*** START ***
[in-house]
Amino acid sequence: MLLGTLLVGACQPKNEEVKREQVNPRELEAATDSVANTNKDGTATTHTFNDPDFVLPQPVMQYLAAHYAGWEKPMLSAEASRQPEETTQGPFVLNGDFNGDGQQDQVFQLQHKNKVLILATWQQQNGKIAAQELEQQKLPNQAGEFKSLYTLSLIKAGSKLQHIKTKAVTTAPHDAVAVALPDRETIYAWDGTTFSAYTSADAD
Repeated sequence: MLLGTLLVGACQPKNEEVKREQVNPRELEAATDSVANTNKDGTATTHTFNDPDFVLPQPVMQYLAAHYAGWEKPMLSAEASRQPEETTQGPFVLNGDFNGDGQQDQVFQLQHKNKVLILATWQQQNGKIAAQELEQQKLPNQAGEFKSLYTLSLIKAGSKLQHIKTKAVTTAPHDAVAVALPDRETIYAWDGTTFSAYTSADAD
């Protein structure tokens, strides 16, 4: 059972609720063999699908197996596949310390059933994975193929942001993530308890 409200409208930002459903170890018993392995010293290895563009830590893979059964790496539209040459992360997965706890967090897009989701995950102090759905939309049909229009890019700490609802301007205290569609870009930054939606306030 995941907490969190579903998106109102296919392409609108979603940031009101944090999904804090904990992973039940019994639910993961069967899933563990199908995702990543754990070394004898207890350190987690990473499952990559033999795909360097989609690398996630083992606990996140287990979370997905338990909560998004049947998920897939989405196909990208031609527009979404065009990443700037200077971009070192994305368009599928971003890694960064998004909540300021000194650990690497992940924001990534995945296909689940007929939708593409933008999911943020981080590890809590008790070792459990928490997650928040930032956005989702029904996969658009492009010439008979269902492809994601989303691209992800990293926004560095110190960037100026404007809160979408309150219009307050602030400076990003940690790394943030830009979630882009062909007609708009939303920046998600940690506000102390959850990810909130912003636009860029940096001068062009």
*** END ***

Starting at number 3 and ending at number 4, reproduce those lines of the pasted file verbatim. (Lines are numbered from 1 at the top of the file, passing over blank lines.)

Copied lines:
Repeated sequence: MLLGTLLVGACQPKNEEVKREQVNPRELEAATDSVANTNKDGTATTHTFNDPDFVLPQPVMQYLAAHYAGWEKPMLSAEASRQPEETTQGPFVLNGDFNGDGQQDQVFQLQHKNKVLILATWQQQNGKIAAQELEQQKLPNQAGEFKSLYTLSLIKAGSKLQHIKTKAVTTAPHDAVAVALPDRETIYAWDGTTFSAYTSADAD
């Protein structure tokens, strides 16, 4: 059972609720063999699908197996596949310390059933994975193929942001993530308890 409200409208930002459903170890018993392995010293290895563009830590893979059964790496539209040459992360997965706890967090897009989701995950102090759905939309049909229009890019700490609802301007205290569609870009930054939606306030 995941907490969190579903998106109102296919392409609108979603940031009101944090999904804090904990992973039940019994639910993961069967899933563990199908995702990543754990070394004898207890350190987690990473499952990559033999795909360097989609690398996630083992606990996140287990979370997905338990909560998004049947998920897939989405196909990208031609527009979404065009990443700037200077971009070192994305368009599928971003890694960064998004909540300021000194650990690497992940924001990534995945296909689940007929939708593409933008999911943020981080590890809590008790070792459990928490997650928040930032956005989702029904996969658009492009010439008979269902492809994601989303691209992800990293926004560095110190960037100026404007809160979408309150219009307050602030400076990003940690790394943030830009979630882009062909007609708009939303920046998600940690506000102390959850990810909130912003636009860029940096001068062009």